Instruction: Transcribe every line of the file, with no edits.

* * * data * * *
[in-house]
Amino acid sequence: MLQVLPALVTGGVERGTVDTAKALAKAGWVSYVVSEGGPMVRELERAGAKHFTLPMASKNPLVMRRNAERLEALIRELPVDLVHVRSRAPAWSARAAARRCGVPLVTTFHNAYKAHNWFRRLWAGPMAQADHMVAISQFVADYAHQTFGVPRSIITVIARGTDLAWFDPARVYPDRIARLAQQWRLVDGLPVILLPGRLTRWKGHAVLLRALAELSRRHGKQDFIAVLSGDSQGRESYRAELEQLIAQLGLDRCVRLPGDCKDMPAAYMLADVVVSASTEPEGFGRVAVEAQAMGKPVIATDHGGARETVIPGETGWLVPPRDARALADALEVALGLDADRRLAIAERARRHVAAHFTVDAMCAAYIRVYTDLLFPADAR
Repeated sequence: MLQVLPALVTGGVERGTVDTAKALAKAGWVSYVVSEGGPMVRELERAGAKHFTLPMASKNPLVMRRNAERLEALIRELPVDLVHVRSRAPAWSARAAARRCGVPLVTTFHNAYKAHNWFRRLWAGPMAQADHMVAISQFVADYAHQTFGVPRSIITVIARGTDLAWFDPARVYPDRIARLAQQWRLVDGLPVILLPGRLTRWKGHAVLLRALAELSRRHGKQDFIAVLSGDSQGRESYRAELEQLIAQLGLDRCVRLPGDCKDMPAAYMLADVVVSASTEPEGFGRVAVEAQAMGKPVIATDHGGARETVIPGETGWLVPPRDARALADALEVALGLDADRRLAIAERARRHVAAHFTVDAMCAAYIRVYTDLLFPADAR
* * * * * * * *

[in-house]
Amino acid sequence: MLQVLPALVTGGVERGTVDTAKALAKAGWVSYVVSEGGPMVRELERAGAKHFTLPMASKNPLVMRRNAERLEALIRELPVDLVHVRSRAPAWSARAAARRCGVPLVTTFHNAYKAHNWFRRLWAGPMAQADHMVAISQFVADYAHQTFGVPRSIITVIARGTDLAWFDPARVYPDRIARLAQQWRLVDGLPVILLPGRLTRWKGHAVLLRALAELSRRHGKQDFIAVLSGDSQGRESYRAELEQLIAQLGLDRCVRLPGDCKDMPAAYMLADVVVSASTEPEGFGRVAVEAQAMGKPVIATDHGGARETVIPGETGWLVPPRDARALADALEVALGLDADRRLAIAERARRHVAAHFTVDAMCAAYIRVYTDLLFPADAR
Repeated sequence: MLQVLPALVTGGVERGTVDTAKALAKAGWVSYVVSEGGPMVRELERAGAKHFTLPMASKNPLVMRRNAERLEALIRELPVDLVHVRSRAPAWSARAAARRCGVPLVTTFHNAYKAHNWFRRLWAGPMAQADHMVAISQFVADYAHQTFGVPRSIITVIARGTDLAWFDPARVYPDRIARLAQQWRLVDGLPVILLPGRLTRWKGHAVLLRALAELSRRHGKQDFIAVLSGDSQGRESYRAELEQLIAQLGLDRCVRLPGDCKDMPAAYMLADVVVSASTEPEGFGRVAVEAQAMGKPVIATDHGGARETVIPGETGWLVPPRDARALADALEVALGLDADRRLAIAERARRHVAAHFTVDAMCAAYIRVYTDLLFPADAR